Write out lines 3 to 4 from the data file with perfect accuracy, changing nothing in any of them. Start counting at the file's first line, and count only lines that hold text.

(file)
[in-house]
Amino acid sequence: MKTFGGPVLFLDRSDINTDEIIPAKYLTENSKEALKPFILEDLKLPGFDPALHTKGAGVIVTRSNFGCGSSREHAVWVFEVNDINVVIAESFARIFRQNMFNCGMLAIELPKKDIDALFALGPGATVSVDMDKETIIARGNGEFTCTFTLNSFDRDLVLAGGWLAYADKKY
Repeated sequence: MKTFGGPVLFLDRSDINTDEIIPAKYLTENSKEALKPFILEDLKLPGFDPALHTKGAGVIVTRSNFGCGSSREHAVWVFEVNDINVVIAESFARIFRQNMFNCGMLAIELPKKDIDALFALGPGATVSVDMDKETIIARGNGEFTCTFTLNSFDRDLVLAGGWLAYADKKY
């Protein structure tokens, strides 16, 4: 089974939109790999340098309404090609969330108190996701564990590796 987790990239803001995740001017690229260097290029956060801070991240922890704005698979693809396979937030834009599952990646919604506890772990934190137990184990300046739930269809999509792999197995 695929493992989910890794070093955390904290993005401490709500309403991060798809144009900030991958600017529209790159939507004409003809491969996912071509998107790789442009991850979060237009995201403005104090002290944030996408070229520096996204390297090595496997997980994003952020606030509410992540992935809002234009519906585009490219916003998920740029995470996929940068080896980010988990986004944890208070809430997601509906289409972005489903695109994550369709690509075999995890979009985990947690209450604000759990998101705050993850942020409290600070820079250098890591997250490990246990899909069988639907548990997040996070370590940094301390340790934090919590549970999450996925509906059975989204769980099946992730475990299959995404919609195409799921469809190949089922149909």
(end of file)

Repeated sequence: MKTFGGPVLFLDRSDINTDEIIPAKYLTENSKEALKPFILEDLKLPGFDPALHTKGAGVIVTRSNFGCGSSREHAVWVFEVNDINVVIAESFARIFRQNMFNCGMLAIELPKKDIDALFALGPGATVSVDMDKETIIARGNGEFTCTFTLNSFDRDLVLAGGWLAYADKKY
């Protein structure tokens, strides 16, 4: 089974939109790999340098309404090609969330108190996701564990590796 987790990239803001995740001017690229260097290029956060801070991240922890704005698979693809396979937030834009599952990646919604506890772990934190137990184990300046739930269809999509792999197995 695929493992989910890794070093955390904290993005401490709500309403991060798809144009900030991958600017529209790159939507004409003809491969996912071509998107790789442009991850979060237009995201403005104090002290944030996408070229520096996204390297090595496997997980994003952020606030509410992540992935809002234009519906585009490219916003998920740029995470996929940068080896980010988990986004944890208070809430997601509906289409972005489903695109994550369709690509075999995890979009985990947690209450604000759990998101705050993850942020409290600070820079250098890591997250490990246990899909069988639907548990997040996070370590940094301390340790934090919590549970999450996925509906059975989204769980099946992730475990299959995404919609195409799921469809190949089922149909």